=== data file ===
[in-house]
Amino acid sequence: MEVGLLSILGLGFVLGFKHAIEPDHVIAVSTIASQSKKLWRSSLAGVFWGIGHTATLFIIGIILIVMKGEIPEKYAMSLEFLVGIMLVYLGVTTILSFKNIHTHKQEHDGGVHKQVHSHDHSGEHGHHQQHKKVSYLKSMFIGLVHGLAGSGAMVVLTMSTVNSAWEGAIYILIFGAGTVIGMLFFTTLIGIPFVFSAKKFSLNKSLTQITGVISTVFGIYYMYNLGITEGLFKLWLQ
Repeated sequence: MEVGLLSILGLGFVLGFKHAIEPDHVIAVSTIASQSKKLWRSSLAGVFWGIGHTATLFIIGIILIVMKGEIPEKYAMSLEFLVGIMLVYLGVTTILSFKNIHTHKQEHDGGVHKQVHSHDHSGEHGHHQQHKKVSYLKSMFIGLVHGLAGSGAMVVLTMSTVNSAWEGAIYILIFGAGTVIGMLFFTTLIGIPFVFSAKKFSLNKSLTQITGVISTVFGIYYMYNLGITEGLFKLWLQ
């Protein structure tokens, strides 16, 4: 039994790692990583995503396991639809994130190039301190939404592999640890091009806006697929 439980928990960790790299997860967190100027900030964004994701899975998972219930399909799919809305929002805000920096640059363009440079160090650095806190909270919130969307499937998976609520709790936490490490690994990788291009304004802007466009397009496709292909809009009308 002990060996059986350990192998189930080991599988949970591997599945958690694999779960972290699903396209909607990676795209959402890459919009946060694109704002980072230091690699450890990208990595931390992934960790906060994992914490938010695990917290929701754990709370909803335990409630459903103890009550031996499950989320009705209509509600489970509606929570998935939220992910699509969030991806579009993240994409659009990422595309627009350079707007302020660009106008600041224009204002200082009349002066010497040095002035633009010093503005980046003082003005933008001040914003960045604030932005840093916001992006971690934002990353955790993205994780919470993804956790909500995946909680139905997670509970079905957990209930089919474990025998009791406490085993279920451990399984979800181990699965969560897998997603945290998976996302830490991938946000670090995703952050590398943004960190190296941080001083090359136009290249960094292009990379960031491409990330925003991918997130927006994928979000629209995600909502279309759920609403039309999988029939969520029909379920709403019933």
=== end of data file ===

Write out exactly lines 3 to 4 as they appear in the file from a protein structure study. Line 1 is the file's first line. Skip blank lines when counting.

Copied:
Repeated sequence: MEVGLLSILGLGFVLGFKHAIEPDHVIAVSTIASQSKKLWRSSLAGVFWGIGHTATLFIIGIILIVMKGEIPEKYAMSLEFLVGIMLVYLGVTTILSFKNIHTHKQEHDGGVHKQVHSHDHSGEHGHHQQHKKVSYLKSMFIGLVHGLAGSGAMVVLTMSTVNSAWEGAIYILIFGAGTVIGMLFFTTLIGIPFVFSAKKFSLNKSLTQITGVISTVFGIYYMYNLGITEGLFKLWLQ
């Protein structure tokens, strides 16, 4: 039994790692990583995503396991639809994130190039301190939404592999640890091009806006697929 439980928990960790790299997860967190100027900030964004994701899975998972219930399909799919809305929002805000920096640059363009440079160090650095806190909270919130969307499937998976609520709790936490490490690994990788291009304004802007466009397009496709292909809009009308 002990060996059986350990192998189930080991599988949970591997599945958690694999779960972290699903396209909607990676795209959402890459919009946060694109704002980072230091690699450890990208990595931390992934960790906060994992914490938010695990917290929701754990709370909803335990409630459903103890009550031996499950989320009705209509509600489970509606929570998935939220992910699509969030991806579009993240994409659009990422595309627009350079707007302020660009106008600041224009204002200082009349002066010497040095002035633009010093503005980046003082003005933008001040914003960045604030932005840093916001992006971690934002990353955790993205994780919470993804956790909500995946909680139905997670509970079905957990209930089919474990025998009791406490085993279920451990399984979800181990699965969560897998997603945290998976996302830490991938946000670090995703952050590398943004960190190296941080001083090359136009290249960094292009990379960031491409990330925003991918997130927006994928979000629209995600909502279309759920609403039309999988029939969520029909379920709403019933």